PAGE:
Growing up in Durham during 1984/85, as the Miners strike was at its height was difficult for anyone. But for a motherless 12 year old boy who longs to be a ballet dancer, despite being pushed towards a boxing ring, life is damn near unbearable. Dad and brother are on strike, caught up in the terrible times they are living in, but not too caught up to not react with anger and horror when they discover the boy’s secret. This is the story of Billy Elliot, which left me open mouthed with awe at the Birmingham Hippodrome last night. It is, quite frankly, the best musical I have ever seen – a masterpiece.

The scene is set right from the opening, as the Durham miners get the news they are on strike. It is immediately clear that this is no ordinary musical, it is hard hitting and real, with characters, including the children, who can swear like troupers and are volatile in their anger. Early dance sequences juxtapose the awkward innocence of the young ballet dancers, with the violent clashes between the miners and the police as the strike escalates and the violence and tensions increase. And yet this malevolent atmosphere is always tempered by real humour, whether it be Billy’s nan putting up two fingers to the world, Billy’s best friend Michael introducing him to cross dressing, or the brilliance of the scenes where Mrs Wilkinson tries in vain to get the mini ballerina’s to dance with grace, even as they grimace and gurn. She knows they will never trouble Dame Margot Fonteyn, but goes on, all the same, collecting those 50ps and barking instructions through a haze of cigarette smoke. It is a a majestic performance from Annette McLaughlin, more acerbic than Julie Walters in the film version, but still filled with heart.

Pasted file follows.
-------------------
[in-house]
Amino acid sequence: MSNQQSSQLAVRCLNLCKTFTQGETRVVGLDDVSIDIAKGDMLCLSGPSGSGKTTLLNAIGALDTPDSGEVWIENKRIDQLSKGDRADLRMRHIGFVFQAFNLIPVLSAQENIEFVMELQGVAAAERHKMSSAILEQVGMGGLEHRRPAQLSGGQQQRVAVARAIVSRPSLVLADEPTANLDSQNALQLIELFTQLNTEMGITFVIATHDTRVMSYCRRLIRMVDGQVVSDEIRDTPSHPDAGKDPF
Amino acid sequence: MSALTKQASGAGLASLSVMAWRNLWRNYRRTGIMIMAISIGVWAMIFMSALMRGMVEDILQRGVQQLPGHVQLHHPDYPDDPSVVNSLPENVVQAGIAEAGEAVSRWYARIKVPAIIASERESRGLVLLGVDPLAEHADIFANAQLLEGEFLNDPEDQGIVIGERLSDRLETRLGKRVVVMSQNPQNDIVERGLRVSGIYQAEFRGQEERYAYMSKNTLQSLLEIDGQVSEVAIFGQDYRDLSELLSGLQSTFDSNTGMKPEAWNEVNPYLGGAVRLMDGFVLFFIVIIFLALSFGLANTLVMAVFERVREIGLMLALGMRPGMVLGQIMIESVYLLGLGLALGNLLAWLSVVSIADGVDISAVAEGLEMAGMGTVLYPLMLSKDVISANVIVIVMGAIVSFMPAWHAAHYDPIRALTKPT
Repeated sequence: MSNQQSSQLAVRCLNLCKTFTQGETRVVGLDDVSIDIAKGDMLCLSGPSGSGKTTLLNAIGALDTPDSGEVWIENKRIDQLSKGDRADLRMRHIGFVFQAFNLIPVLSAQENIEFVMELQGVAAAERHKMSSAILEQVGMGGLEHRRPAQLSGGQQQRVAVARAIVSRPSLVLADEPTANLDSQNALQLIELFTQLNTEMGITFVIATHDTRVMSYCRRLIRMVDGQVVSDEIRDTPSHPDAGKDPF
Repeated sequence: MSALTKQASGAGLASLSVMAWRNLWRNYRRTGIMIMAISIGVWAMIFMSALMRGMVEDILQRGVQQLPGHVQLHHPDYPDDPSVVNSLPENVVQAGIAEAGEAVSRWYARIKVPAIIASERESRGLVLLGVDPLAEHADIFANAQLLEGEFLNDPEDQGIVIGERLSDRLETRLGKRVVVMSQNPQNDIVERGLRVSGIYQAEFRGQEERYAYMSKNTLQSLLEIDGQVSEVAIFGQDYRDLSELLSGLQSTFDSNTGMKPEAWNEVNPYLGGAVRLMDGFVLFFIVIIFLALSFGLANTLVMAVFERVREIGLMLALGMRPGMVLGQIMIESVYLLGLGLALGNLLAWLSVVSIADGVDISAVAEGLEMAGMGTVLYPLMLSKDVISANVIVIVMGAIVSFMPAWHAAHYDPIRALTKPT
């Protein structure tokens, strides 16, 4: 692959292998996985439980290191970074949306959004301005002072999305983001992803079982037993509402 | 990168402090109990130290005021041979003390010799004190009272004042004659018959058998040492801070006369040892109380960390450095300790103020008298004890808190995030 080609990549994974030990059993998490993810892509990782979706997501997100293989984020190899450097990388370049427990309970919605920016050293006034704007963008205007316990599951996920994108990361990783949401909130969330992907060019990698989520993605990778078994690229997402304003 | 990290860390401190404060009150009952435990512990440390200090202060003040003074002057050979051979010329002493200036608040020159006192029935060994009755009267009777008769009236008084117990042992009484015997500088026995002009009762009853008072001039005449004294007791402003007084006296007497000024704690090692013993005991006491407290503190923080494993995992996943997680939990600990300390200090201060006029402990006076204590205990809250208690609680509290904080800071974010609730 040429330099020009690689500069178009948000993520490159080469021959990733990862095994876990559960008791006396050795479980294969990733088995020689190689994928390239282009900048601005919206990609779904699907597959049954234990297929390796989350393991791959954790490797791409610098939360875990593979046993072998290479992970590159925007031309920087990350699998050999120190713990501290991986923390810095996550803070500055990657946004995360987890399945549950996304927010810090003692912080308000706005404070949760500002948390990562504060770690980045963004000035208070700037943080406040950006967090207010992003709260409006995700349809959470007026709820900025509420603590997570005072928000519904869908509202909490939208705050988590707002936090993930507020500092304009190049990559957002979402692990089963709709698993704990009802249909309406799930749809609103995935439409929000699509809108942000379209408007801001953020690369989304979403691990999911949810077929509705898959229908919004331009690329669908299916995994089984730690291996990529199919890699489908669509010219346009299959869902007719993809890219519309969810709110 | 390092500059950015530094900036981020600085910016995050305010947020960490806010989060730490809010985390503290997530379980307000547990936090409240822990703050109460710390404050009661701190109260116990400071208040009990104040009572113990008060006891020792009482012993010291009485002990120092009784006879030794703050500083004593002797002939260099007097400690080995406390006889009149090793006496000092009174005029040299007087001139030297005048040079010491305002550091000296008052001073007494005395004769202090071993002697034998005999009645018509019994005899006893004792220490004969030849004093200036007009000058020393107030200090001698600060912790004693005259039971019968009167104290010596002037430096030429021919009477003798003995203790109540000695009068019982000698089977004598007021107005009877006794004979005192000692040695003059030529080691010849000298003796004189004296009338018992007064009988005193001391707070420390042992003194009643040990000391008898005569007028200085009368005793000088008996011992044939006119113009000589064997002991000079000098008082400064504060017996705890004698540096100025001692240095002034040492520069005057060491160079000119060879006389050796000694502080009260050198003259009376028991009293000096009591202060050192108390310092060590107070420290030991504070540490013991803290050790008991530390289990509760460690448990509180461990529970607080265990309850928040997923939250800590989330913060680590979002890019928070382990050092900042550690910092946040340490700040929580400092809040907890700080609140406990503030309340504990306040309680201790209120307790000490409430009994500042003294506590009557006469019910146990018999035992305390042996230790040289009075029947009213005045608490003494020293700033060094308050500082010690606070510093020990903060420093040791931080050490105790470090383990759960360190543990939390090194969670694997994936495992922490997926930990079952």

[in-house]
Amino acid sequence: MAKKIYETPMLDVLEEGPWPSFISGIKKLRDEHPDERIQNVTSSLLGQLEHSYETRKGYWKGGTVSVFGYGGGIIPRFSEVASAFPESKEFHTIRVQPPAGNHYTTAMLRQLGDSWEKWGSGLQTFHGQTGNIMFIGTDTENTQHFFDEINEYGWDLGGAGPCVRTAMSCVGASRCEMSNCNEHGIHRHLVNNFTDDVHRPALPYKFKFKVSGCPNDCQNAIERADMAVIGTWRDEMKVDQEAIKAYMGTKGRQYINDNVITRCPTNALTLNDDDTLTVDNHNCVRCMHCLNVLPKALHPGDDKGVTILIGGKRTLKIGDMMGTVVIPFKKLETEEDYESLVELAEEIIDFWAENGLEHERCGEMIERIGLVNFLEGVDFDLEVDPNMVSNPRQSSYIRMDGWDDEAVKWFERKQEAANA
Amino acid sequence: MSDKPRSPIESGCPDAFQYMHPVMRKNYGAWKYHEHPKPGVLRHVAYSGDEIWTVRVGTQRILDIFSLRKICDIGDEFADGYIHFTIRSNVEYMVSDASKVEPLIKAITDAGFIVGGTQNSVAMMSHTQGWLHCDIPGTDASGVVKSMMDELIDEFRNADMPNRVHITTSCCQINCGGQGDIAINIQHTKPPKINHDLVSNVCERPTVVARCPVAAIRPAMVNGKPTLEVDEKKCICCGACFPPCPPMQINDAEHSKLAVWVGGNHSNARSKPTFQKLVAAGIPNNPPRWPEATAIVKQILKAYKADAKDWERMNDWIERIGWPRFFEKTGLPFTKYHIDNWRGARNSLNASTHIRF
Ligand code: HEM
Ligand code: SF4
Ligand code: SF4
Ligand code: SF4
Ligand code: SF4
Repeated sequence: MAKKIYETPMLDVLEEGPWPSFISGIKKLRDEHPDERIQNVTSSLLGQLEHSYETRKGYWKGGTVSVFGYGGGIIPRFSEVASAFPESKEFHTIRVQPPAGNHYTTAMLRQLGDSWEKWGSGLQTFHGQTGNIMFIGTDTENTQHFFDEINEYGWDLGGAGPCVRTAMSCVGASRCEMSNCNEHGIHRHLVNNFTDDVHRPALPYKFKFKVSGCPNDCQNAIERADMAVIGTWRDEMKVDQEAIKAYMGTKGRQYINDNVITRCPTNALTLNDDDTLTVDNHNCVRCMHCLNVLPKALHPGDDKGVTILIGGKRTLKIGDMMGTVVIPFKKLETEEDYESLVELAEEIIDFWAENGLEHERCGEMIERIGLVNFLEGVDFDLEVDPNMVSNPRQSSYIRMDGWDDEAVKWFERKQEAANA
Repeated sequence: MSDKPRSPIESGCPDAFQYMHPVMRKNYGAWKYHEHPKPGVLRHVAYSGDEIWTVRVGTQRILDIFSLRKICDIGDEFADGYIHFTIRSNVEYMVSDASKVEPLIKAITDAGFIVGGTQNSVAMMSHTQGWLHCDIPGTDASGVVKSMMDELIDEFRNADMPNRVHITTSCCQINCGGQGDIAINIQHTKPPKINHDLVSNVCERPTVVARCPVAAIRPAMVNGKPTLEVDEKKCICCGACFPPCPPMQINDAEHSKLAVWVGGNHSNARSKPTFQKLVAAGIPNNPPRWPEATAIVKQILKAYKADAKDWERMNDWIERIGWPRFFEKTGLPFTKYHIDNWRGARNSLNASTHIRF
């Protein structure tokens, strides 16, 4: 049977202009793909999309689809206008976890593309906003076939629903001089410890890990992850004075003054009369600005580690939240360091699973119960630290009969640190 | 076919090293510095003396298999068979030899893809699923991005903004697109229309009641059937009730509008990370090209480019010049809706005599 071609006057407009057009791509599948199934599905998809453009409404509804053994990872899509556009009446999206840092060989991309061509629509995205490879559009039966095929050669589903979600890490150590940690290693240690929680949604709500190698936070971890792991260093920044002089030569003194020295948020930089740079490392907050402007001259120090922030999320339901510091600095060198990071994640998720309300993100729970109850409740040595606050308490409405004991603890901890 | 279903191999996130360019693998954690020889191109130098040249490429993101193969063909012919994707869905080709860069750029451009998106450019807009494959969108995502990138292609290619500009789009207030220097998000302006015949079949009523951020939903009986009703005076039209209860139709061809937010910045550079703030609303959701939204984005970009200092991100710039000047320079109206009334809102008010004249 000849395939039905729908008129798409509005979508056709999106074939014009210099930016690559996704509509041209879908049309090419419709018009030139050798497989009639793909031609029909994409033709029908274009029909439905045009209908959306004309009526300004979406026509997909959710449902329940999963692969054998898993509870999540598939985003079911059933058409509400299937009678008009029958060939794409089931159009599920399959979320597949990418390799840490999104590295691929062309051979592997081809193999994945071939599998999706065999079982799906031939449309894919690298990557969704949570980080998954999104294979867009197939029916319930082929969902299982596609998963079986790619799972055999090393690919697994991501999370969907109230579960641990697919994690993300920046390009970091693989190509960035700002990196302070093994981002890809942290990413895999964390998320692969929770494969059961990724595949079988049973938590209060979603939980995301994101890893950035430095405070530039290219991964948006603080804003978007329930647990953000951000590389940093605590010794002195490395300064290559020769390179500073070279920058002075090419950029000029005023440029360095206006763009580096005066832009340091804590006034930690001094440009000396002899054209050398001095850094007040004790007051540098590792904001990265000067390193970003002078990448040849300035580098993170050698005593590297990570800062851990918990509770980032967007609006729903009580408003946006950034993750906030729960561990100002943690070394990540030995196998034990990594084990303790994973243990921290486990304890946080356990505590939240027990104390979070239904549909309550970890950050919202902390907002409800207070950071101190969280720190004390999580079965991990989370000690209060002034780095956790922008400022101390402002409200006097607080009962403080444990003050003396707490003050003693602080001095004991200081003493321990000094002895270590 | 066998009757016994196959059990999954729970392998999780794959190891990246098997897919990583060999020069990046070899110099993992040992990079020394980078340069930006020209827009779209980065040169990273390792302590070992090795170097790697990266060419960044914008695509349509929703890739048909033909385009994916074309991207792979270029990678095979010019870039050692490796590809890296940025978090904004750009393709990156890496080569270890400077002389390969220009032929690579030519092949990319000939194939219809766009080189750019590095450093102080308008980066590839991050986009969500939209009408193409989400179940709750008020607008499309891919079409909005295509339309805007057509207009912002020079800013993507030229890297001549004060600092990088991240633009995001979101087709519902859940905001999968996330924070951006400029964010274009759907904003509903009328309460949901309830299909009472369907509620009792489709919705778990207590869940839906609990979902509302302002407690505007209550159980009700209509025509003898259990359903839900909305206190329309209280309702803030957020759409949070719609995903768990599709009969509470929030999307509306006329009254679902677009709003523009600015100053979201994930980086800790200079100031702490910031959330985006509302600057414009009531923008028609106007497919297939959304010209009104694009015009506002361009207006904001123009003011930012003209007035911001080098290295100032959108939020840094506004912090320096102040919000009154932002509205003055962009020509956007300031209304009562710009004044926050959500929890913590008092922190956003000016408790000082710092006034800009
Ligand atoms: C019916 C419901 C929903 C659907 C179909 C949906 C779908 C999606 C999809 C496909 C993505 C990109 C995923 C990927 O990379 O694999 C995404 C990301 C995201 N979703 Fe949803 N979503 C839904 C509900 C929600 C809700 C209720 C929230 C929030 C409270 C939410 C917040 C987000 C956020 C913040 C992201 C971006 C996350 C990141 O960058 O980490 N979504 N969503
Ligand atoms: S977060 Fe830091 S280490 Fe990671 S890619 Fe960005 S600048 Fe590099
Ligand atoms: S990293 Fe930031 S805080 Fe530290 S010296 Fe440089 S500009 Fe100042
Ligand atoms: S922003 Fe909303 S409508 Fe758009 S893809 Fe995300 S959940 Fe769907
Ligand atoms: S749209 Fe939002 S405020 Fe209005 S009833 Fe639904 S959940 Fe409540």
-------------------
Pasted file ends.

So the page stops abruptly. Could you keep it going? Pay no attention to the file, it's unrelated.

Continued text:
It was fitting for the press night that Billy was played by an enormously talented local lad, Lewis Smallman from my home town of West Bromwich. He is perfection, his Billy is loveable and capable, in the scene where he reads the letter from his mom, of breaking your heart (my tears flowed freely). This is no saccharine performance, Billy is real, and is the soft heart of the story, which is why it is shocking when he responds to another child with violence. Lewis carries off all the dancing with aplomb and with his faultless accent, and tender scenes with Grandma ( a brilliant Andrea Miller) and best friend Michael, he shows he is a real find and star.

He is ably supported by a superb cast. Martin Walsh plays his dad, first as an oafish character, but he brings so much pathos to the role,  particularly when he tries to go back to work to get the bus fare for Billy to get to London. Scott Garnham also gains our sympathy as brother Tony, his future looks bleak and the audience can totally feel his pain. Another standout is Leo Atkin as the hilarious George, quick with one liners as he tries to push Billy and Michael into boxing, whilst Daniel Page delights as the larger than life Mr Braithwaite, surprisingly light on his feet in a Fame t-shirt.

As you would expect from a musical with songs from the pen of Elton John, the songs are exceptional, with highlights being Grandma’s bittersweet torch song ‘Grandma’s Song’ , the heartbreaking ‘The Letter’ and the Dante’s Inferno style staging of ‘Angry Dance’, complete with smoke and red skies. It is also a stunning moment when Billy dances with his older self in Swan Lake, a stunning turn from Luke Cinque-White.

Billy Elliot has been called the greatest British Musical of all. Who am I to disagree?